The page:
Speeding ebikes are a new menace. Amsterdam wants to remote-control them

Speeding ebikes are a new menace. Amsterdam wants to remote-control them


A few weeks back, Amsterdam announced it was trialling new technology that can automatically reduce ebike speed when riders enter certain parts of the city.  

Predictably, the initiative sparked debate. On Reddit, some expressed concerns about data privacy and state nannying, while others felt that stricter measures were needed to protect other road users from ebikes, especially those with aftermarket mods that make them go faster. Some felt the technology — dubbed Adaptive Speed Governance (ASG) — would be impossible to roll out in practice. 

Regardless, we deemed the issue worthy of deeper investigation. That’s why we sat down with Paul Timmer who designed the system to protect all road users. 

“Slowing ebikes down is only a last resort,” says Timmer, who works for the Townmaking Institute, a non-profit focused on developing mobility solutions. “But of course, that’s the bit that got all the press attention.” 

How does ebike speed limiting work?

The Institute has built a platform that integrates various layers of spatial information. This includes fixed locations like schools or busy intersections. The platform can also be updated with temporary zones that could pose a hazard, like a street festival for instance, and real-time data on traffic and the like.  

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A module installed on the handlebar of an ebike connects to this platform via 5G. Unlike GPS, this cellular network more accurately measures the location and speed of the bicycle. When the module detects that you are approaching a busy zone, alerts will pop up onscreen.

If the rider still doesn’t slow down, the module sends a signal to limit or cut the motor entirely. This makes it more difficult for the rider to maintain the same speed.

Timmer says that the idea isn’t to police cyclists, but to make them more aware of potential dangers.

“Our research has shown that the warning on its own is a really effective deterrent to speeding,” says Timmer. “Most people want to avoid dangerous situations where they could injure others or themselves or both.”  

A new menace

In the Netherlands, ebikes are limited to 25km/h. However, many riders tamper with their bikes’ hardware to remove this restriction. Others buy aftermarket throttle systems for an extra boost. This is, of course, illegal. 

Nevertheless, Amsterdam’s traffic chief, Melanie van der Horst, claims that half of all ebikes in the city ride over the 25km/h limit due to these mods. 

“Nowadays, electric bicycles are much more than a bicycle that rides a little faster,” she told NRC earlier this month. “They are sometimes heavy beasts that cause serious injuries in the event of an accident.” 

“Children no longer dare to cycle; the elderly get off when a souped-up fat bike comes along,” she added, with perhaps a touch of hyperbole.

As the name suggests, fat bikes are big, heavy ebikes with thick tyres. Popular with teenagers and young adults, many of them are driven illegally. The Dutch police have confiscated fat bikes that can go upwards of 80 km/h.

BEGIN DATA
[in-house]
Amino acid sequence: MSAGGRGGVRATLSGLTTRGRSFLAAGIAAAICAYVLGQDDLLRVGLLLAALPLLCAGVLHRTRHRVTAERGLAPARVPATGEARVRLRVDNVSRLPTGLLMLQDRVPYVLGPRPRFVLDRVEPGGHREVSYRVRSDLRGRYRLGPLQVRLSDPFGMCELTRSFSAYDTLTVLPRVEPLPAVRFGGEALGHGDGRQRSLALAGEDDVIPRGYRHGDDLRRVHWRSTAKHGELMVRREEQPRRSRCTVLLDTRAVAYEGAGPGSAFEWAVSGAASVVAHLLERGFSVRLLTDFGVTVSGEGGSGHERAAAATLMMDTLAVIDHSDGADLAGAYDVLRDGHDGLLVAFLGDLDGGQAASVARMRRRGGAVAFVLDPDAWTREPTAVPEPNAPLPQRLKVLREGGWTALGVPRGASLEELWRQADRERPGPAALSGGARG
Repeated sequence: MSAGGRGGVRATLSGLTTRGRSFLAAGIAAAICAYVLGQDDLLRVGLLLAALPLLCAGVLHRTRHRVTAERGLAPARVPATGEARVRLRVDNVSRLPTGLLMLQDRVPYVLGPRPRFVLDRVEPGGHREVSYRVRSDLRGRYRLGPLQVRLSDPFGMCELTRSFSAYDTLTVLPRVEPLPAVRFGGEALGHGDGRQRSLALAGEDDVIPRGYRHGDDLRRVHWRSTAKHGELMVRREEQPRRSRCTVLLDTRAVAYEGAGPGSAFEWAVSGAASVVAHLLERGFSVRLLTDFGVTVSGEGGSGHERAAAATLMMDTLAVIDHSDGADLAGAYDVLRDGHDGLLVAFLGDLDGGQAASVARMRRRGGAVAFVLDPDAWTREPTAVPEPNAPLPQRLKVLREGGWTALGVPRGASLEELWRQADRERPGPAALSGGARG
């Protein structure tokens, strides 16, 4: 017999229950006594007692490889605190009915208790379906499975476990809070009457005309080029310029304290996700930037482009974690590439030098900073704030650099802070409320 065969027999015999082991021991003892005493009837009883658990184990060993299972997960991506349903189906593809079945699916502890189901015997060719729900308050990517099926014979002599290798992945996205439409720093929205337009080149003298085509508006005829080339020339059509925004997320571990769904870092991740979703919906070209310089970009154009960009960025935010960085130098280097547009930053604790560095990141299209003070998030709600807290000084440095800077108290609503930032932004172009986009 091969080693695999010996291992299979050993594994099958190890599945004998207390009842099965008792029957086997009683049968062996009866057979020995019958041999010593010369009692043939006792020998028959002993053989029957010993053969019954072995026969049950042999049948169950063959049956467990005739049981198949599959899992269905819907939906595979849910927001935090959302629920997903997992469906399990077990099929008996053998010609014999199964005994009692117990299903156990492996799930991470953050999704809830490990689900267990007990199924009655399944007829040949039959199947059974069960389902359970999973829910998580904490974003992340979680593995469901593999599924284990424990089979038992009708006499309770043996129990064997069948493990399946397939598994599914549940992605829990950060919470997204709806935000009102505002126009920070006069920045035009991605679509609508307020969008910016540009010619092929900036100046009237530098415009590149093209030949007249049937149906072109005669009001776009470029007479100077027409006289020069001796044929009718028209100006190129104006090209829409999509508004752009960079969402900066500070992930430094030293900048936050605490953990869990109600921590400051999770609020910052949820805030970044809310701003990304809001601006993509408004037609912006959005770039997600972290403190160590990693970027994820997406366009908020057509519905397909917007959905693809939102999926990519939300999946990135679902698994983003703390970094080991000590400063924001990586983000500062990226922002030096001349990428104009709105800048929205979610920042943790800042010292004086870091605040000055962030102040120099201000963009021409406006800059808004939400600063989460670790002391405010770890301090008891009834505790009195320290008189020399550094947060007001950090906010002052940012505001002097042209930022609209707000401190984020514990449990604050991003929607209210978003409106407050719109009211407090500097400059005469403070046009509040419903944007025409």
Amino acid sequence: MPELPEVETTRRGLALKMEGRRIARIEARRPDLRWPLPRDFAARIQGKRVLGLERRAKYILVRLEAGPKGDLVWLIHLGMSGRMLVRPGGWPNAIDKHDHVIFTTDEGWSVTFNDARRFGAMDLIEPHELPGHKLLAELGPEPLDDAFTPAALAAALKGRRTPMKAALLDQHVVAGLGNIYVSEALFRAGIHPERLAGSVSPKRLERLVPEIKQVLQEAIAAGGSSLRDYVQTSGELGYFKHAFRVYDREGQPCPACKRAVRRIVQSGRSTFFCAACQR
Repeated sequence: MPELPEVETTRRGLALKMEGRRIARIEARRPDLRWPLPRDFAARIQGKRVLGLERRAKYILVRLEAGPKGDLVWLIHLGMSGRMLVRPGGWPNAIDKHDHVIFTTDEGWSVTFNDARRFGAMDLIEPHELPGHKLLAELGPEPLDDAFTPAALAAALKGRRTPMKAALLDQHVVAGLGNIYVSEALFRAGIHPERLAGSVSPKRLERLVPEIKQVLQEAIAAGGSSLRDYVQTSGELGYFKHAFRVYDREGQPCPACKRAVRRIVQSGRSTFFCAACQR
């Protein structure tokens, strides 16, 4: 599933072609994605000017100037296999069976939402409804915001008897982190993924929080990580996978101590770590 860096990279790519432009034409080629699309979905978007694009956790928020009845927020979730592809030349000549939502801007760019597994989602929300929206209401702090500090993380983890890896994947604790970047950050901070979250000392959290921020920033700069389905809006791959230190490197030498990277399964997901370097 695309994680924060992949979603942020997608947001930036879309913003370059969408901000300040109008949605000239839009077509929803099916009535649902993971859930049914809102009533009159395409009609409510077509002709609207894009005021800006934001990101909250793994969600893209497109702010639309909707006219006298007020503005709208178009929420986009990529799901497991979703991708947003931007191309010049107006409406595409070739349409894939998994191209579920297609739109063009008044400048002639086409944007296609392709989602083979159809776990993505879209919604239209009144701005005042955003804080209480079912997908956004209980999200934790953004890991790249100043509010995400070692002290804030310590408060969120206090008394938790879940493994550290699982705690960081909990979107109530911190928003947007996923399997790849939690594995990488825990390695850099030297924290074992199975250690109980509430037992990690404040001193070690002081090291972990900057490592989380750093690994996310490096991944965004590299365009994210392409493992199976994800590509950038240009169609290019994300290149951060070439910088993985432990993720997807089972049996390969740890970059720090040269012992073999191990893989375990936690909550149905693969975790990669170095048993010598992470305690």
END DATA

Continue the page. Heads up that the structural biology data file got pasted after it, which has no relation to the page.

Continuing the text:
“Fat bikes are becoming a real problem in Amsterdam,” says Timmer. “Even though the bikes are often as big and ride as fast as a moped, riders are exempt from the same traffic rules and age restrictions.”

Controversy over ever-faster, bigger ebikes has reached a boiling point in the Dutch capital, with many calling for tighter regulations and law enforcement. Politicians are under increasing pressure to find a solution.

While remotely slowing ebikes might seem like a step too far, especially in a nation that prides itself on cycling freedom, the other alternatives could be harsher. 

“If this doesn’t work then license plates would probably be the next step,” says Timmer. “Ebikers will have to wear helmets, be over 16 years old, and can be caught by speed cameras.”  

Carrot or the stick?

Technology that restricts speeds in certain locations already exists in city ebike and e-scooter rental schemes. It’s called geo-fencing and it enables a connected vehicle to adjust its movements to the ever-changing city environment. 

Moving into the world of privately owned vehicles, however, may prove trickier. Unless the government makes the technology mandatory, it will be up to individuals to make the effort. And I can’t imagine the worst culprits — unruly fat biking teenagers — taking the initiative.

Perhaps the best bet then would be to integrate ASG in the displays of existing ebikes, something that the Townmaking Institute is currently discussing with manufacturers. 

In all likelihood, curbing ebike speeding will take a bit of carrot and a lot of stick. Beefing up regulations and enforcing them will likely be the next course of action for cities like Amsterdam, which just last week announced a new bill to ban performance modification kits for ebikes.

In December, Amsterdam also cut the speed limit for cars on 80% of the city’s roads from 50km/h to 30km/h, as it looks to curb accidents and pollution across all modes of transport.

The Townmaking Institute will trial its tech in several other European cities this year, including Munich, Athens, and Milan. 

“We’re excited to see how other cities will use the system, how it will work in the unique environment of each place,” says Timmer.  

The Institute is also in discussions to move into e-scooters and public transport. While perhaps even more important, the use of ASG in cars is “years off.” 

“They’ve [car manufacturers] got armies of lawyers that will fight any limits to speed to the very end,” Timmer says with a chuckle.


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